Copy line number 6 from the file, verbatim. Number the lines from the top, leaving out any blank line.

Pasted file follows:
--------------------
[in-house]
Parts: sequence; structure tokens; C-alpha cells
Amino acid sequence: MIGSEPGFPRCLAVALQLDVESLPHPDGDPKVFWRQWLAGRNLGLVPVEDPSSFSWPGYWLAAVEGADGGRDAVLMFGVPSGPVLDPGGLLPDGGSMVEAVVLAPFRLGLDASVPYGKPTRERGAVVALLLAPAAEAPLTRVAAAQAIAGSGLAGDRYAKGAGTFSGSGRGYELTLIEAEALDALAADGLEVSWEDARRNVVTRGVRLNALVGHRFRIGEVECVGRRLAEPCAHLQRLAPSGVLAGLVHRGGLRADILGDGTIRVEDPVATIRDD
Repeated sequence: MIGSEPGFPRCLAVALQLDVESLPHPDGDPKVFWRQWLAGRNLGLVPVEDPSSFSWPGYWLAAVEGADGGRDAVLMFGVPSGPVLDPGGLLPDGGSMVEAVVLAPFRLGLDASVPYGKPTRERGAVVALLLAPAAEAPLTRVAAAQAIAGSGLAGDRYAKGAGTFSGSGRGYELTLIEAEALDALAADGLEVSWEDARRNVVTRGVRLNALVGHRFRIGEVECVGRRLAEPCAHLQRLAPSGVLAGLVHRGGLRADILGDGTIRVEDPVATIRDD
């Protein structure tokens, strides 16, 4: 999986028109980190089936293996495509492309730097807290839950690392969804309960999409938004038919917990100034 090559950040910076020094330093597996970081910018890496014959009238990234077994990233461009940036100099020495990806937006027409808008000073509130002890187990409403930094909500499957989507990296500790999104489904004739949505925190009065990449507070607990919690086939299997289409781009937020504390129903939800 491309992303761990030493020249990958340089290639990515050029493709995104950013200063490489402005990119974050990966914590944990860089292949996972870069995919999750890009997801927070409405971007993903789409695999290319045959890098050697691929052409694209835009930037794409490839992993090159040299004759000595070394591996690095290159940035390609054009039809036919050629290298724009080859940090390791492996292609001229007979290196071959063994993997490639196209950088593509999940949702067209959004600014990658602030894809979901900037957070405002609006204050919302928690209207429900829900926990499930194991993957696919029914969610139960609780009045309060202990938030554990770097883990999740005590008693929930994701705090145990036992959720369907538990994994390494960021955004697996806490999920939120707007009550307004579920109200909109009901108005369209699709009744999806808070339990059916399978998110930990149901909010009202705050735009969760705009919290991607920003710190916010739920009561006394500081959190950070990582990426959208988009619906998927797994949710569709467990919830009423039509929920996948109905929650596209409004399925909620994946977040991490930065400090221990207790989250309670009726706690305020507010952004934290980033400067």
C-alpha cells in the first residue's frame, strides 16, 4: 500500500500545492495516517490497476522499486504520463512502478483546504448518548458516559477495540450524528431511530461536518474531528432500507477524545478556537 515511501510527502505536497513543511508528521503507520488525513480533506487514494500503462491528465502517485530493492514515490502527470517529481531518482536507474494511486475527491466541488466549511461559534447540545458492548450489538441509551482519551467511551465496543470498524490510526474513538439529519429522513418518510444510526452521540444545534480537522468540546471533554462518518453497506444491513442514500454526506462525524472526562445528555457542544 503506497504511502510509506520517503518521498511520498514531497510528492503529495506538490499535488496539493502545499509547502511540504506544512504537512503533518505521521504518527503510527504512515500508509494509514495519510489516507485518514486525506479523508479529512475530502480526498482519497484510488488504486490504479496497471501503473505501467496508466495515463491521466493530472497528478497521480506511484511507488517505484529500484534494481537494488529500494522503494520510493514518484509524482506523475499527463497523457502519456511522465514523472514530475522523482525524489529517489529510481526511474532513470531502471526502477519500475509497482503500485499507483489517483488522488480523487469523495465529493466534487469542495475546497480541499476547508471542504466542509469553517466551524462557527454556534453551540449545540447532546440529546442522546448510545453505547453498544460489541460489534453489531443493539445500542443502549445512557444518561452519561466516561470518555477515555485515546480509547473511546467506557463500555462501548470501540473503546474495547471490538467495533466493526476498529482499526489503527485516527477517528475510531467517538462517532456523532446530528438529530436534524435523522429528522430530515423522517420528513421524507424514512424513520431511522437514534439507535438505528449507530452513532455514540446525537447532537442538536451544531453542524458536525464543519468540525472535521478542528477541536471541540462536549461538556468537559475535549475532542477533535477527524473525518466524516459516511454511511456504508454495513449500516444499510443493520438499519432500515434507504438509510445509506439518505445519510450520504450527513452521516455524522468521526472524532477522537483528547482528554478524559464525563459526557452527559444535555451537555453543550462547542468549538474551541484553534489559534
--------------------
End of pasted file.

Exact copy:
C-alpha cells in the first residue's frame, strides 16, 4: 500500500500545492495516517490497476522499486504520463512502478483546504448518548458516559477495540450524528431511530461536518474531528432500507477524545478556537 515511501510527502505536497513543511508528521503507520488525513480533506487514494500503462491528465502517485530493492514515490502527470517529481531518482536507474494511486475527491466541488466549511461559534447540545458492548450489538441509551482519551467511551465496543470498524490510526474513538439529519429522513418518510444510526452521540444545534480537522468540546471533554462518518453497506444491513442514500454526506462525524472526562445528555457542544 503506497504511502510509506520517503518521498511520498514531497510528492503529495506538490499535488496539493502545499509547502511540504506544512504537512503533518505521521504518527503510527504512515500508509494509514495519510489516507485518514486525506479523508479529512475530502480526498482519497484510488488504486490504479496497471501503473505501467496508466495515463491521466493530472497528478497521480506511484511507488517505484529500484534494481537494488529500494522503494520510493514518484509524482506523475499527463497523457502519456511522465514523472514530475522523482525524489529517489529510481526511474532513470531502471526502477519500475509497482503500485499507483489517483488522488480523487469523495465529493466534487469542495475546497480541499476547508471542504466542509469553517466551524462557527454556534453551540449545540447532546440529546442522546448510545453505547453498544460489541460489534453489531443493539445500542443502549445512557444518561452519561466516561470518555477515555485515546480509547473511546467506557463500555462501548470501540473503546474495547471490538467495533466493526476498529482499526489503527485516527477517528475510531467517538462517532456523532446530528438529530436534524435523522429528522430530515423522517420528513421524507424514512424513520431511522437514534439507535438505528449507530452513532455514540446525537447532537442538536451544531453542524458536525464543519468540525472535521478542528477541536471541540462536549461538556468537559475535549475532542477533535477527524473525518466524516459516511454511511456504508454495513449500516444499510443493520438499519432500515434507504438509510445509506439518505445519510450520504450527513452521516455524522468521526472524532477522537483528547482528554478524559464525563459526557452527559444535555451537555453543550462547542468549538474551541484553534489559534